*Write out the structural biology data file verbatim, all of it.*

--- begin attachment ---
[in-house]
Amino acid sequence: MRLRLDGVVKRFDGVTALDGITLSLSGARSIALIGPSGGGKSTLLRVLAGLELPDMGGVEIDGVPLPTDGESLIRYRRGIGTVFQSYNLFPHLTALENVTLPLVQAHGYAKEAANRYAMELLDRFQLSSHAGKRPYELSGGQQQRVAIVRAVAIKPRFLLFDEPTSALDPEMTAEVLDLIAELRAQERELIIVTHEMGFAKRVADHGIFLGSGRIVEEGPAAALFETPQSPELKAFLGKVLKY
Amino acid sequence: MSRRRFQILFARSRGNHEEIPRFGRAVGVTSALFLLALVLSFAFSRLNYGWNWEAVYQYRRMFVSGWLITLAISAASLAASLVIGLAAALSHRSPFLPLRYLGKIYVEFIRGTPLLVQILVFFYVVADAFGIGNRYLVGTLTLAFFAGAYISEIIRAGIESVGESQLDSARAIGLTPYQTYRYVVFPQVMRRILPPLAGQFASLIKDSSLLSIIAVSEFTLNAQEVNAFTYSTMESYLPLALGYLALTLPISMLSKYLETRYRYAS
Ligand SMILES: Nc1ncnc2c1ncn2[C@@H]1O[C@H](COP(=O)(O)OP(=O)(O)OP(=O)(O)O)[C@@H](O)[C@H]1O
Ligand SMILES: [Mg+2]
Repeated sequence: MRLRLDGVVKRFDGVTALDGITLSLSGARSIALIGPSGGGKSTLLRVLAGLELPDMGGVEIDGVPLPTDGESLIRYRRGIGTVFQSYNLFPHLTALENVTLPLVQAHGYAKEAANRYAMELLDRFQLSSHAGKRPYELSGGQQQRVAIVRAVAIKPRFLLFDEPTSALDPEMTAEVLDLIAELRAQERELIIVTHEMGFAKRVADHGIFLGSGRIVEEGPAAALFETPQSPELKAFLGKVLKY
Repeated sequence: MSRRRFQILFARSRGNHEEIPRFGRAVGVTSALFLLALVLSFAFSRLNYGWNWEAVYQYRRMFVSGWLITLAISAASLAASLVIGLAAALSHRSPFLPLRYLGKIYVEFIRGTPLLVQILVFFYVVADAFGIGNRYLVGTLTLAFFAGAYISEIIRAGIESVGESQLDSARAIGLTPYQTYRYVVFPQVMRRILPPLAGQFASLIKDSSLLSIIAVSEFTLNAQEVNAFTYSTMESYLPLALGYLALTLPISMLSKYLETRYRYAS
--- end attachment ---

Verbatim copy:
[in-house]
Amino acid sequence: MRLRLDGVVKRFDGVTALDGITLSLSGARSIALIGPSGGGKSTLLRVLAGLELPDMGGVEIDGVPLPTDGESLIRYRRGIGTVFQSYNLFPHLTALENVTLPLVQAHGYAKEAANRYAMELLDRFQLSSHAGKRPYELSGGQQQRVAIVRAVAIKPRFLLFDEPTSALDPEMTAEVLDLIAELRAQERELIIVTHEMGFAKRVADHGIFLGSGRIVEEGPAAALFETPQSPELKAFLGKVLKY
Amino acid sequence: MSRRRFQILFARSRGNHEEIPRFGRAVGVTSALFLLALVLSFAFSRLNYGWNWEAVYQYRRMFVSGWLITLAISAASLAASLVIGLAAALSHRSPFLPLRYLGKIYVEFIRGTPLLVQILVFFYVVADAFGIGNRYLVGTLTLAFFAGAYISEIIRAGIESVGESQLDSARAIGLTPYQTYRYVVFPQVMRRILPPLAGQFASLIKDSSLLSIIAVSEFTLNAQEVNAFTYSTMESYLPLALGYLALTLPISMLSKYLETRYRYAS
Ligand SMILES: Nc1ncnc2c1ncn2[C@@H]1O[C@H](COP(=O)(O)OP(=O)(O)OP(=O)(O)O)[C@@H](O)[C@H]1O
Ligand SMILES: [Mg+2]
Repeated sequence: MRLRLDGVVKRFDGVTALDGITLSLSGARSIALIGPSGGGKSTLLRVLAGLELPDMGGVEIDGVPLPTDGESLIRYRRGIGTVFQSYNLFPHLTALENVTLPLVQAHGYAKEAANRYAMELLDRFQLSSHAGKRPYELSGGQQQRVAIVRAVAIKPRFLLFDEPTSALDPEMTAEVLDLIAELRAQERELIIVTHEMGFAKRVADHGIFLGSGRIVEEGPAAALFETPQSPELKAFLGKVLKY
Repeated sequence: MSRRRFQILFARSRGNHEEIPRFGRAVGVTSALFLLALVLSFAFSRLNYGWNWEAVYQYRRMFVSGWLITLAISAASLAASLVIGLAAALSHRSPFLPLRYLGKIYVEFIRGTPLLVQILVFFYVVADAFGIGNRYLVGTLTLAFFAGAYISEIIRAGIESVGESQLDSARAIGLTPYQTYRYVVFPQVMRRILPPLAGQFASLIKDSSLLSIIAVSEFTLNAQEVNAFTYSTMESYLPLALGYLALTLPISMLSKYLETRYRYAS